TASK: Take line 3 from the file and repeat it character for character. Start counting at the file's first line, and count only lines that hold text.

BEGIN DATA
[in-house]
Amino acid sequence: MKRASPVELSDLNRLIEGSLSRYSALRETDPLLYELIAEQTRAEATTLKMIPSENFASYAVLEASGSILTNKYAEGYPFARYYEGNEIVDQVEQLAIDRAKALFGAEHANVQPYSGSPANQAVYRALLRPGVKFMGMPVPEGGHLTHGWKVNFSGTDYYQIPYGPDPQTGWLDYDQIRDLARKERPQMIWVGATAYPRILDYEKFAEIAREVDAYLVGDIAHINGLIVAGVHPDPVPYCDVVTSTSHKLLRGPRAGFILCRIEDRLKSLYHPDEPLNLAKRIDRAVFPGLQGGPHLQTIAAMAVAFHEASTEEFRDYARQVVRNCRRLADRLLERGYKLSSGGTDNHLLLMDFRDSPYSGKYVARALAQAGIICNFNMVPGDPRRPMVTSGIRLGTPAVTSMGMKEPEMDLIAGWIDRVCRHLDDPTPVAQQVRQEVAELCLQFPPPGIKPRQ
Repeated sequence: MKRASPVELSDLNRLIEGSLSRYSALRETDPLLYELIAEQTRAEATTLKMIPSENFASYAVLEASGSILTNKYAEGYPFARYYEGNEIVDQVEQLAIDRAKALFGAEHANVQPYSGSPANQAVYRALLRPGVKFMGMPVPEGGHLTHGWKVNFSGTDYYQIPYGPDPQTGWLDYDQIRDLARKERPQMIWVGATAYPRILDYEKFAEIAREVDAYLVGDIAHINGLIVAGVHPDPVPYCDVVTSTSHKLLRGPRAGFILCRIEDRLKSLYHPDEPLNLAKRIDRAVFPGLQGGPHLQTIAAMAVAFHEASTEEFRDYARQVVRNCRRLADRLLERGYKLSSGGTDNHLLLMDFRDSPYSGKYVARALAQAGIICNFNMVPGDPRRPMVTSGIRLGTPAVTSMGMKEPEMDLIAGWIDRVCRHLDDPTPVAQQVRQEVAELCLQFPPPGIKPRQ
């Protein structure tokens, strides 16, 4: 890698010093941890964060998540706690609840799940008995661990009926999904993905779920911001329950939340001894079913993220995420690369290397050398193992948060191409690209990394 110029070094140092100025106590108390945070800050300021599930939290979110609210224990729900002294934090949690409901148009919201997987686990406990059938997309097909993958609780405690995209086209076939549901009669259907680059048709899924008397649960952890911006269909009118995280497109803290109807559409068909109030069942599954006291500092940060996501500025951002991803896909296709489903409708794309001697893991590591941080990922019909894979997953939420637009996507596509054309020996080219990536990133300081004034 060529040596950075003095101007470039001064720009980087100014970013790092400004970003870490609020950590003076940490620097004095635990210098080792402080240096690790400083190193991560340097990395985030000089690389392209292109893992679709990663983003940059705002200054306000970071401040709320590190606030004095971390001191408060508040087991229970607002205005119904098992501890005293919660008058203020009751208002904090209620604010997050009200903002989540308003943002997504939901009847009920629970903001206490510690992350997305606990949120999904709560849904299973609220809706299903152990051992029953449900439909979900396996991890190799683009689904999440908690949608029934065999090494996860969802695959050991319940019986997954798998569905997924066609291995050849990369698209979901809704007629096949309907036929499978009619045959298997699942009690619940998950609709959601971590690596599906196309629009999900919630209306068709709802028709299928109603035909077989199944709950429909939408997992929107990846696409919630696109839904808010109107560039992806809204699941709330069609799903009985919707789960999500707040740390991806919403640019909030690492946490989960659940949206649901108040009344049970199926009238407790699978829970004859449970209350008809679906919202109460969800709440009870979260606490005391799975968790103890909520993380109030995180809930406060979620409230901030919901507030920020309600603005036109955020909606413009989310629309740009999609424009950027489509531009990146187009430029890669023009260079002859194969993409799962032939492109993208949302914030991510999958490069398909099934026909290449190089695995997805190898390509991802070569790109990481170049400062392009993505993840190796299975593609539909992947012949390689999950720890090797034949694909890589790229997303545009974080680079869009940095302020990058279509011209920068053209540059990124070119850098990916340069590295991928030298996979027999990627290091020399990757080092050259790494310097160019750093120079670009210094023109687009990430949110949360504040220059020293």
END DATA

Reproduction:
Repeated sequence: MKRASPVELSDLNRLIEGSLSRYSALRETDPLLYELIAEQTRAEATTLKMIPSENFASYAVLEASGSILTNKYAEGYPFARYYEGNEIVDQVEQLAIDRAKALFGAEHANVQPYSGSPANQAVYRALLRPGVKFMGMPVPEGGHLTHGWKVNFSGTDYYQIPYGPDPQTGWLDYDQIRDLARKERPQMIWVGATAYPRILDYEKFAEIAREVDAYLVGDIAHINGLIVAGVHPDPVPYCDVVTSTSHKLLRGPRAGFILCRIEDRLKSLYHPDEPLNLAKRIDRAVFPGLQGGPHLQTIAAMAVAFHEASTEEFRDYARQVVRNCRRLADRLLERGYKLSSGGTDNHLLLMDFRDSPYSGKYVARALAQAGIICNFNMVPGDPRRPMVTSGIRLGTPAVTSMGMKEPEMDLIAGWIDRVCRHLDDPTPVAQQVRQEVAELCLQFPPPGIKPRQ